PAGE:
Fish Species You Can Catch with UL Tackle

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There are quite a few different species you can catch with ultralight fishing gear. If you are lucky enough to live in areas that have multiple species available, you will want to take the time to make sure you have the lures, and baits necessary to catch them. Below are some of the fish that I am lucky enough to catch on a regular basis, and the types of lures that I prefer to use for each specific species.

Black Bass – Black bass are one of my favorite species to catch. For a simple day on the water you can use plastic worms and topwater poppers. If you prefer to cast and retrieve a little more, instead of hopping and popping the lures, you can also use spinners and spinnerbaits, as well as crankbaits. The black bass family ranges from largemouth, smallmouth, and spotted bass. Largemouth prefer more natural colors, while spotted and smallmouth bass will easily take bright, chartreuse colored lures.

TroutTrout can be incredibly fickle, and spooky, which makes them great targets for ultralight anglers. To maximize your chances for catching them in moving water, you are going to want to make sure that you are casting upstream, and working the lure back downstream towards you slightly faster than the current is moving. This will help keep the lure off the bottom and give the fish a chance to snag it without alerting them to any smells, or noise that you’re producing. You can use small marabou jigs, insect replicas and weighted flies, or even a small hook with worms on the end of it.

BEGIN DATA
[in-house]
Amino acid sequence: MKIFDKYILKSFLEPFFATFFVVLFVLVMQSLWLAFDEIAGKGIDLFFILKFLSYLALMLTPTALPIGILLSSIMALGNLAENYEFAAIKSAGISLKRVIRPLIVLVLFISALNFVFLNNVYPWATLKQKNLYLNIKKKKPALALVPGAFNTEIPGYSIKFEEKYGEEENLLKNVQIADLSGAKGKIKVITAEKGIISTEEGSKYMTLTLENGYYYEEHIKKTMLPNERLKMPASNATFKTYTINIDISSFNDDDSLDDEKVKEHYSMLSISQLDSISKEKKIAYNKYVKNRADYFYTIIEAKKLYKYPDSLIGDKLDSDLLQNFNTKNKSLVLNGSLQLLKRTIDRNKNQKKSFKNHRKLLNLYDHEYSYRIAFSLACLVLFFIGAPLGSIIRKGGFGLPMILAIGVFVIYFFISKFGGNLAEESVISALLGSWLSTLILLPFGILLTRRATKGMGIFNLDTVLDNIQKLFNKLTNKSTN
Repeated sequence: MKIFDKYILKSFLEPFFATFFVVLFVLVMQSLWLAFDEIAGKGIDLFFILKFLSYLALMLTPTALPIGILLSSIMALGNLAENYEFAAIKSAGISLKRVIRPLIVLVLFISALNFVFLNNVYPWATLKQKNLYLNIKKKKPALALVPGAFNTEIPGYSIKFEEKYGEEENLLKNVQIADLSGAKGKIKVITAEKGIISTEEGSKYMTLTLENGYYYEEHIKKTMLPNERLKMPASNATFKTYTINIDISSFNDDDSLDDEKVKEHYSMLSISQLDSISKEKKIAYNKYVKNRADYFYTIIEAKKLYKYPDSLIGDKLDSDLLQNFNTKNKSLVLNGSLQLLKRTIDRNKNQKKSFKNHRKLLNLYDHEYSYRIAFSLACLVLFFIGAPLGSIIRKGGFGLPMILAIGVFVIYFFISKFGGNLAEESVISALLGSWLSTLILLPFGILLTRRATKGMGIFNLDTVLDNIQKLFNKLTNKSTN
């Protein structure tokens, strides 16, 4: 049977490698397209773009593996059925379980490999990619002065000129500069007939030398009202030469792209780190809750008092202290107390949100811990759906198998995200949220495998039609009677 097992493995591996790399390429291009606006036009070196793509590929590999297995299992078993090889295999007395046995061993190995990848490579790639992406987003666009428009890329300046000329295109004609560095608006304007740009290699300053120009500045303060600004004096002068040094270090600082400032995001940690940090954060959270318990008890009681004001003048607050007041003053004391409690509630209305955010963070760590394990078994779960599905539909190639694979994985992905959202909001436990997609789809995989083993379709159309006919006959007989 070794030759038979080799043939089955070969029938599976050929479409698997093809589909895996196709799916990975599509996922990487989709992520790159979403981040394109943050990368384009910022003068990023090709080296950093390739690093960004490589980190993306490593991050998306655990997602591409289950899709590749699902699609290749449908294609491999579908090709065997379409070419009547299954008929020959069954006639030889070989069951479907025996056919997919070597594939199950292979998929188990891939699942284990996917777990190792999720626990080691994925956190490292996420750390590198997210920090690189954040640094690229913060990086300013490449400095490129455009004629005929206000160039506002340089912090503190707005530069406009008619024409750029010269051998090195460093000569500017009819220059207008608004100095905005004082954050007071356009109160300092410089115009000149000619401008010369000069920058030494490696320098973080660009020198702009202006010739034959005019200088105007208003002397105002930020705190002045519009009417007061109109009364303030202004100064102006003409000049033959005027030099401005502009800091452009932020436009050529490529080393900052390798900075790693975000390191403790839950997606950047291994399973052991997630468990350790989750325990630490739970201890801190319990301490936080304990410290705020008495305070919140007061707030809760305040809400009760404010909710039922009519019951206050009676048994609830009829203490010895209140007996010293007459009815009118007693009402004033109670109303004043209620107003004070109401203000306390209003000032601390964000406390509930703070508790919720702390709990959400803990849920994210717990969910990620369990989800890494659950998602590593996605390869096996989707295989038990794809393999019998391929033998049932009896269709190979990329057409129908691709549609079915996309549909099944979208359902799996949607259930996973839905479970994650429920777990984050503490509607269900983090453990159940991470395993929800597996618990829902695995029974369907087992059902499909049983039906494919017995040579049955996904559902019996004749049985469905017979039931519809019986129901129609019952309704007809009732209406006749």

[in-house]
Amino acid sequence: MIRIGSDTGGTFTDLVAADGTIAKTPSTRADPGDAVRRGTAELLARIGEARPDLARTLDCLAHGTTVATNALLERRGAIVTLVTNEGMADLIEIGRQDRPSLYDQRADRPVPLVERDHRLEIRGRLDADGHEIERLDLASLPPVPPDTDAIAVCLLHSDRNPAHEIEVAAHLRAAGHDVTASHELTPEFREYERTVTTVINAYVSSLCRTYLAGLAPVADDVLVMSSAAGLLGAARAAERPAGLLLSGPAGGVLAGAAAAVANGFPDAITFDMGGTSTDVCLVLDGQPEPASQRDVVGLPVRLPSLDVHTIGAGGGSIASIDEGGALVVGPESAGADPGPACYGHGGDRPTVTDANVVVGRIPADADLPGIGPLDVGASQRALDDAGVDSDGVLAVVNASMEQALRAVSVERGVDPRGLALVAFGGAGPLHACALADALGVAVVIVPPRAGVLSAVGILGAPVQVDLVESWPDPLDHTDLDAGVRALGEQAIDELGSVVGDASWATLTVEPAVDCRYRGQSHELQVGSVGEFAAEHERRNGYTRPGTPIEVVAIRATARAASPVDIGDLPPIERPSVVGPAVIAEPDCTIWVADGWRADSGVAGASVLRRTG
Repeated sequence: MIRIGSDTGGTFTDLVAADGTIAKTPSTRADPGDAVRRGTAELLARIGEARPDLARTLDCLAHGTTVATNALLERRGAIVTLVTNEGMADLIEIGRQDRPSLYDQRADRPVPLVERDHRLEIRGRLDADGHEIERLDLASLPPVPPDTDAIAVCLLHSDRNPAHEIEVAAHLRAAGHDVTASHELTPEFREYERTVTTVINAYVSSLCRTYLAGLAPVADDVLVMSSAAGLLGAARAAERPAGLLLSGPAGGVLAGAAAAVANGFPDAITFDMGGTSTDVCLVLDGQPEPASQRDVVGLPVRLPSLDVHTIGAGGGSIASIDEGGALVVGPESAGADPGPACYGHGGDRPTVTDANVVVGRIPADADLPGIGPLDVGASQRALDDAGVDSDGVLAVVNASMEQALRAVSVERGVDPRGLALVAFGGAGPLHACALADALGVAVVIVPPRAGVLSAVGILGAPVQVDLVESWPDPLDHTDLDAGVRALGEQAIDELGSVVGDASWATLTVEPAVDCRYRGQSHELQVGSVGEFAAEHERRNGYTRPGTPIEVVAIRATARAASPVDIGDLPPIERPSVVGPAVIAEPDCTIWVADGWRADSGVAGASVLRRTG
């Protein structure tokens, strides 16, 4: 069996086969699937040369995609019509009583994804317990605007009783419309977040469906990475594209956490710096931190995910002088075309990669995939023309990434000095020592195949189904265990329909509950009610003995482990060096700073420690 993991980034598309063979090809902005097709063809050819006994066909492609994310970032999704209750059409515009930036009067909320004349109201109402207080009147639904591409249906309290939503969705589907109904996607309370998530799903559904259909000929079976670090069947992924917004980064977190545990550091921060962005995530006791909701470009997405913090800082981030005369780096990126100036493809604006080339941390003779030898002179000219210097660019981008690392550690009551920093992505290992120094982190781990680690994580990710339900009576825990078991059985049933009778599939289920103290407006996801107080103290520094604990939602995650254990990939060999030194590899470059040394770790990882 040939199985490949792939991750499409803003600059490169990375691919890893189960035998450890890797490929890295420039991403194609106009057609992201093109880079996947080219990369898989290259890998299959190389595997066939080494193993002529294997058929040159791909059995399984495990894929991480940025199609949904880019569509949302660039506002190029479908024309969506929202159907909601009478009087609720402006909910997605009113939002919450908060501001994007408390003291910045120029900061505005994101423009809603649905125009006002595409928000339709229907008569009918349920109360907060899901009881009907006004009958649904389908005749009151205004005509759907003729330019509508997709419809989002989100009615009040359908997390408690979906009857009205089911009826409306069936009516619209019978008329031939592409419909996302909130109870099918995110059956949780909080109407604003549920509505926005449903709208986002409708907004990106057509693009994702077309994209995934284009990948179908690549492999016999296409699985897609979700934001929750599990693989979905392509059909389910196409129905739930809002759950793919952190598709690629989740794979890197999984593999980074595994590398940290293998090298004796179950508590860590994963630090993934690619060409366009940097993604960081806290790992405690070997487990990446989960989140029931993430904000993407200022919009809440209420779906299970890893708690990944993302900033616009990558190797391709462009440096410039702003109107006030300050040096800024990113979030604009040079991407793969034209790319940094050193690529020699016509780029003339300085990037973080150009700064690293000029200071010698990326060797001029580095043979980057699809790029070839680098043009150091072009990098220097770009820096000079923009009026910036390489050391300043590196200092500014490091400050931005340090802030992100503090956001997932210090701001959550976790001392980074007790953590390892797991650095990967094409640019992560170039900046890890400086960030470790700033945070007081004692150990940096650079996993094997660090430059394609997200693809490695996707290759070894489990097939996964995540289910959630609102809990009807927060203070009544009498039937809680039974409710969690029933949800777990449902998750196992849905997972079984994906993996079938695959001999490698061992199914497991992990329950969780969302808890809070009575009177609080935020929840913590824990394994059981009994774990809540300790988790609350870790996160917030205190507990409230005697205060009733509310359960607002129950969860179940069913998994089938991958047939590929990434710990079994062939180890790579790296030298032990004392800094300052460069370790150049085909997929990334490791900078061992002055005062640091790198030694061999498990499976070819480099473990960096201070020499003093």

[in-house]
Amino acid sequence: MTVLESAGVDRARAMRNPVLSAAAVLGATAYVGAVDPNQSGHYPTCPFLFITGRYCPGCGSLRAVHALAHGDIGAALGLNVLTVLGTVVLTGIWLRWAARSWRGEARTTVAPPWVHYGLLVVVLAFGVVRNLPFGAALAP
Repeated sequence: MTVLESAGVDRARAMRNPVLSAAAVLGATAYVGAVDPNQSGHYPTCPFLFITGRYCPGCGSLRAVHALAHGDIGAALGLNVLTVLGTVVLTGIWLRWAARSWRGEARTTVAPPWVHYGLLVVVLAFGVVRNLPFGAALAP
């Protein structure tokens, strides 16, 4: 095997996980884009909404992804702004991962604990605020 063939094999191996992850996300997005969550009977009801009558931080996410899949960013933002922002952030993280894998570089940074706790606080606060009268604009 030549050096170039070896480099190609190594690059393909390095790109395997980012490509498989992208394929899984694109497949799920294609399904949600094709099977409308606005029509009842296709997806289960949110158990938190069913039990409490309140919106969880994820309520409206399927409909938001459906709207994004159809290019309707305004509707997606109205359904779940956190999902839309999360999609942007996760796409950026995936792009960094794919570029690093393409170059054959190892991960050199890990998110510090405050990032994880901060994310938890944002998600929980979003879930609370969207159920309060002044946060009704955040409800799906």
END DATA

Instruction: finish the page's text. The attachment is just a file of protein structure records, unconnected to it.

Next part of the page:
Crappie – I love catching crappie on ultralight gear. When they are biting it is easy to bag 50 fish per outing without spending the entire day on the water. For incredibly fast action, make sure that you can easily locate them, either with sonar, or by knowing where brush piles and other structure has been placed under the water, and then use some proven Crappie lures. Some of my favorites are the Road Runner and Crappie Thunder by Blakemore, inline spinners, and small plastic or marabou jigs.

PanfishPanfish are pretty aggressive for their size. When the other fish aren’t biting, you can almost always count on the panfish taking your offerings. Because they are so aggressive it doesn’t usually take long to find them. By simply casting into the water, and alerting them to something falling in, you can typically get them to scurry over to where you’re at to check out what you’re offering. Some of my favorite ways to catch a lot of panfish are Bettlespins, or a plain old hook with a small piece of bread, or corn attached underneath a light bobber.

CatfishCatfish have accounted for some of my biggest, and most memorable catches on ultralight gear. When you hook into one they simply do not want to give up. They scan the bottom of the water searching for any scents that may smell like a good meal, and take it into their big, gaping mouths. The method that I use to catch them in my local waters is usually a treble hook with a special blend of bread, peanut butter, and Life cereal underneath a float. If you really want to catch big catfish on your ultralight gear, try going fishing for them in the late afternoon, near dusk, or even at night with a bell attached to your rod!

Did you enjoy this article? Check out our guides for catching rainbow trout, crappie, trout, catfish, rock bass, pike and other fish species you can catch with ultralight tackle.

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